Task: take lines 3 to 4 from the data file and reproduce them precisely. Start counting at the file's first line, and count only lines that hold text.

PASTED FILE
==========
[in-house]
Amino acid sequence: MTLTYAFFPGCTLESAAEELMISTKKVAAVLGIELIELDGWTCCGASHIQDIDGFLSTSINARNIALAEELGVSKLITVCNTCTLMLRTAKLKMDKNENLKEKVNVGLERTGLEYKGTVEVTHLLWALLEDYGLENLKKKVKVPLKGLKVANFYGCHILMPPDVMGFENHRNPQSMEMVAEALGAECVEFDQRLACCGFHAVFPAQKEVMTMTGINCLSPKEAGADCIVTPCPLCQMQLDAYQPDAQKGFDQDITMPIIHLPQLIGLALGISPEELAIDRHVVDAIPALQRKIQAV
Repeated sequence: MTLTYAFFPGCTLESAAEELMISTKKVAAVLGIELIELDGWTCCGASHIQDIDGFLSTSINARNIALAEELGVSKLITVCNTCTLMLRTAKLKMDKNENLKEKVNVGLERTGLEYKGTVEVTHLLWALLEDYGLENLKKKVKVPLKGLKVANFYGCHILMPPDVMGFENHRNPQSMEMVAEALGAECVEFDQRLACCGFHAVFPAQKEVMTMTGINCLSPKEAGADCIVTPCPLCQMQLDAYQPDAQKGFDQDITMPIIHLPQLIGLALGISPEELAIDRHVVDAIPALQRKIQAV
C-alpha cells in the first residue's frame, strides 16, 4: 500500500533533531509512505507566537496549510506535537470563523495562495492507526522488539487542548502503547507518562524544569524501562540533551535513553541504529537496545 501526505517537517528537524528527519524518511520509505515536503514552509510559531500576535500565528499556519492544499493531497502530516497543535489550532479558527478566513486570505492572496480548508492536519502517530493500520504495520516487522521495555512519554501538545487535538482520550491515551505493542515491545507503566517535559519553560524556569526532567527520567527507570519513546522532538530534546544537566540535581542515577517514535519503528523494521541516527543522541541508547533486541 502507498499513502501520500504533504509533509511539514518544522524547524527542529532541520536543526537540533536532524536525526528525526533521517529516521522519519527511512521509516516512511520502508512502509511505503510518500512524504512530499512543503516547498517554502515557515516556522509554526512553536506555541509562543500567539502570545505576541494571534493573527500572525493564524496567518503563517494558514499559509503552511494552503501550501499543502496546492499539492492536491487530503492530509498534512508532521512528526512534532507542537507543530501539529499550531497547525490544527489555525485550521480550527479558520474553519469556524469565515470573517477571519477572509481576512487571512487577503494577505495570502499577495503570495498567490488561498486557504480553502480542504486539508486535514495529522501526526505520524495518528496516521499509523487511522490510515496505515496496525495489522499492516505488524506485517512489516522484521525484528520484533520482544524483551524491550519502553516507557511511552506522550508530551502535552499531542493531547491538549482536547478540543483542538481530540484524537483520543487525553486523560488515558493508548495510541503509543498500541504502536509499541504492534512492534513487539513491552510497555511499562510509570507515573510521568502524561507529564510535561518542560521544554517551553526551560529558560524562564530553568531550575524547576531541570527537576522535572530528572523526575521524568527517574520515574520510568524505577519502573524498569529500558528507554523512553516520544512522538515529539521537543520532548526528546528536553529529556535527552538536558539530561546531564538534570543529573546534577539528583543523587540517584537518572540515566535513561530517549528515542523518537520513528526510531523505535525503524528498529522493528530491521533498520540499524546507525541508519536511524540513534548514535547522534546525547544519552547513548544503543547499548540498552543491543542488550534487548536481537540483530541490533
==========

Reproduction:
Repeated sequence: MTLTYAFFPGCTLESAAEELMISTKKVAAVLGIELIELDGWTCCGASHIQDIDGFLSTSINARNIALAEELGVSKLITVCNTCTLMLRTAKLKMDKNENLKEKVNVGLERTGLEYKGTVEVTHLLWALLEDYGLENLKKKVKVPLKGLKVANFYGCHILMPPDVMGFENHRNPQSMEMVAEALGAECVEFDQRLACCGFHAVFPAQKEVMTMTGINCLSPKEAGADCIVTPCPLCQMQLDAYQPDAQKGFDQDITMPIIHLPQLIGLALGISPEELAIDRHVVDAIPALQRKIQAV
C-alpha cells in the first residue's frame, strides 16, 4: 500500500533533531509512505507566537496549510506535537470563523495562495492507526522488539487542548502503547507518562524544569524501562540533551535513553541504529537496545 501526505517537517528537524528527519524518511520509505515536503514552509510559531500576535500565528499556519492544499493531497502530516497543535489550532479558527478566513486570505492572496480548508492536519502517530493500520504495520516487522521495555512519554501538545487535538482520550491515551505493542515491545507503566517535559519553560524556569526532567527520567527507570519513546522532538530534546544537566540535581542515577517514535519503528523494521541516527543522541541508547533486541 502507498499513502501520500504533504509533509511539514518544522524547524527542529532541520536543526537540533536532524536525526528525526533521517529516521522519519527511512521509516516512511520502508512502509511505503510518500512524504512530499512543503516547498517554502515557515516556522509554526512553536506555541509562543500567539502570545505576541494571534493573527500572525493564524496567518503563517494558514499559509503552511494552503501550501499543502496546492499539492492536491487530503492530509498534512508532521512528526512534532507542537507543530501539529499550531497547525490544527489555525485550521480550527479558520474553519469556524469565515470573517477571519477572509481576512487571512487577503494577505495570502499577495503570495498567490488561498486557504480553502480542504486539508486535514495529522501526526505520524495518528496516521499509523487511522490510515496505515496496525495489522499492516505488524506485517512489516522484521525484528520484533520482544524483551524491550519502553516507557511511552506522550508530551502535552499531542493531547491538549482536547478540543483542538481530540484524537483520543487525553486523560488515558493508548495510541503509543498500541504502536509499541504492534512492534513487539513491552510497555511499562510509570507515573510521568502524561507529564510535561518542560521544554517551553526551560529558560524562564530553568531550575524547576531541570527537576522535572530528572523526575521524568527517574520515574520510568524505577519502573524498569529500558528507554523512553516520544512522538515529539521537543520532548526528546528536553529529556535527552538536558539530561546531564538534570543529573546534577539528583543523587540517584537518572540515566535513561530517549528515542523518537520513528526510531523505535525503524528498529522493528530491521533498520540499524546507525541508519536511524540513534548514535547522534546525547544519552547513548544503543547499548540498552543491543542488550534487548536481537540483530541490533